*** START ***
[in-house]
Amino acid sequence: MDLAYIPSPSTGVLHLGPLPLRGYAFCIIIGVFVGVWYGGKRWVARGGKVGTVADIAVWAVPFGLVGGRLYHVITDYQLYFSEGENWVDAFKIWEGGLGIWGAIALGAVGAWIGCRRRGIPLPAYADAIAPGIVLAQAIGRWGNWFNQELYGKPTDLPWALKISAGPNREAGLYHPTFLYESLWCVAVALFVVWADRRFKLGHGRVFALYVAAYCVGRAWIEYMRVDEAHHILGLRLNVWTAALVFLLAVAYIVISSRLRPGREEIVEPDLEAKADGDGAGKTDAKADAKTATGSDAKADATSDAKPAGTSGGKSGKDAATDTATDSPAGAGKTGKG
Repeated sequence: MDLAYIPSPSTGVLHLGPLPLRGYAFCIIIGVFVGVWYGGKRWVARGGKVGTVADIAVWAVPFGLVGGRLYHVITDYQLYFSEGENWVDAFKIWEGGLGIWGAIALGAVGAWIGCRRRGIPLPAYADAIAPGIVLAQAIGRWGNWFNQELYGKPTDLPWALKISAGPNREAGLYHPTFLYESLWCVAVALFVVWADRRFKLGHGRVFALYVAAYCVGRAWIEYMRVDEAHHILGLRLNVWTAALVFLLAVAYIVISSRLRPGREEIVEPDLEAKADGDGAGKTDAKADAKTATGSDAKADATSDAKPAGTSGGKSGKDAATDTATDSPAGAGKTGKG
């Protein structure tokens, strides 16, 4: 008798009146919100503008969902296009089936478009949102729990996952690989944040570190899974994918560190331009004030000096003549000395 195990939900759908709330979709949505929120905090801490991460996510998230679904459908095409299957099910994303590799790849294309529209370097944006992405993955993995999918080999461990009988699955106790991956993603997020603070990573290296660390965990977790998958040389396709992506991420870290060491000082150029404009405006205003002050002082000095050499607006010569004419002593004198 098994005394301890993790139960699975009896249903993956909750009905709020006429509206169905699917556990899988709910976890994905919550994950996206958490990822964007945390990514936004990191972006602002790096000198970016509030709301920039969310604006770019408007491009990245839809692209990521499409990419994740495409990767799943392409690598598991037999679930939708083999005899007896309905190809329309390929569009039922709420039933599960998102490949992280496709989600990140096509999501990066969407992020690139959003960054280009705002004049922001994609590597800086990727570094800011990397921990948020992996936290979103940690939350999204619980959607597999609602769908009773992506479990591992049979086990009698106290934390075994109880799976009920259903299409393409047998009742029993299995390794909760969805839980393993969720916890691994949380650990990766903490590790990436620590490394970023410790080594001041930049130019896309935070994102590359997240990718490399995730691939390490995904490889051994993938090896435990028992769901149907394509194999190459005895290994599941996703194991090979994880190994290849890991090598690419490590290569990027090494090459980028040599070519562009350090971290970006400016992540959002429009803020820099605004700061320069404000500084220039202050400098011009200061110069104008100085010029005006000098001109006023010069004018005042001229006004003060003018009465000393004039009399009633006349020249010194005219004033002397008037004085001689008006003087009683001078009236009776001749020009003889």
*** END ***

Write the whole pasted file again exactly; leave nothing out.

[in-house]
Amino acid sequence: MDLAYIPSPSTGVLHLGPLPLRGYAFCIIIGVFVGVWYGGKRWVARGGKVGTVADIAVWAVPFGLVGGRLYHVITDYQLYFSEGENWVDAFKIWEGGLGIWGAIALGAVGAWIGCRRRGIPLPAYADAIAPGIVLAQAIGRWGNWFNQELYGKPTDLPWALKISAGPNREAGLYHPTFLYESLWCVAVALFVVWADRRFKLGHGRVFALYVAAYCVGRAWIEYMRVDEAHHILGLRLNVWTAALVFLLAVAYIVISSRLRPGREEIVEPDLEAKADGDGAGKTDAKADAKTATGSDAKADATSDAKPAGTSGGKSGKDAATDTATDSPAGAGKTGKG
Repeated sequence: MDLAYIPSPSTGVLHLGPLPLRGYAFCIIIGVFVGVWYGGKRWVARGGKVGTVADIAVWAVPFGLVGGRLYHVITDYQLYFSEGENWVDAFKIWEGGLGIWGAIALGAVGAWIGCRRRGIPLPAYADAIAPGIVLAQAIGRWGNWFNQELYGKPTDLPWALKISAGPNREAGLYHPTFLYESLWCVAVALFVVWADRRFKLGHGRVFALYVAAYCVGRAWIEYMRVDEAHHILGLRLNVWTAALVFLLAVAYIVISSRLRPGREEIVEPDLEAKADGDGAGKTDAKADAKTATGSDAKADATSDAKPAGTSGGKSGKDAATDTATDSPAGAGKTGKG
């Protein structure tokens, strides 16, 4: 008798009146919100503008969902296009089936478009949102729990996952690989944040570190899974994918560190331009004030000096003549000395 195990939900759908709330979709949505929120905090801490991460996510998230679904459908095409299957099910994303590799790849294309529209370097944006992405993955993995999918080999461990009988699955106790991956993603997020603070990573290296660390965990977790998958040389396709992506991420870290060491000082150029404009405006205003002050002082000095050499607006010569004419002593004198 098994005394301890993790139960699975009896249903993956909750009905709020006429509206169905699917556990899988709910976890994905919550994950996206958490990822964007945390990514936004990191972006602002790096000198970016509030709301920039969310604006770019408007491009990245839809692209990521499409990419994740495409990767799943392409690598598991037999679930939708083999005899007896309905190809329309390929569009039922709420039933599960998102490949992280496709989600990140096509999501990066969407992020690139959003960054280009705002004049922001994609590597800086990727570094800011990397921990948020992996936290979103940690939350999204619980959607597999609602769908009773992506479990591992049979086990009698106290934390075994109880799976009920259903299409393409047998009742029993299995390794909760969805839980393993969720916890691994949380650990990766903490590790990436620590490394970023410790080594001041930049130019896309935070994102590359997240990718490399995730691939390490995904490889051994993938090896435990028992769901149907394509194999190459005895290994599941996703194991090979994880190994290849890991090598690419490590290569990027090494090459980028040599070519562009350090971290970006400016992540959002429009803020820099605004700061320069404000500084220039202050400098011009200061110069104008100085010029005006000098001109006023010069004018005042001229006004003060003018009465000393004039009399009633006349020249010194005219004033002397008037004085001689008006003087009683001078009236009776001749020009003889």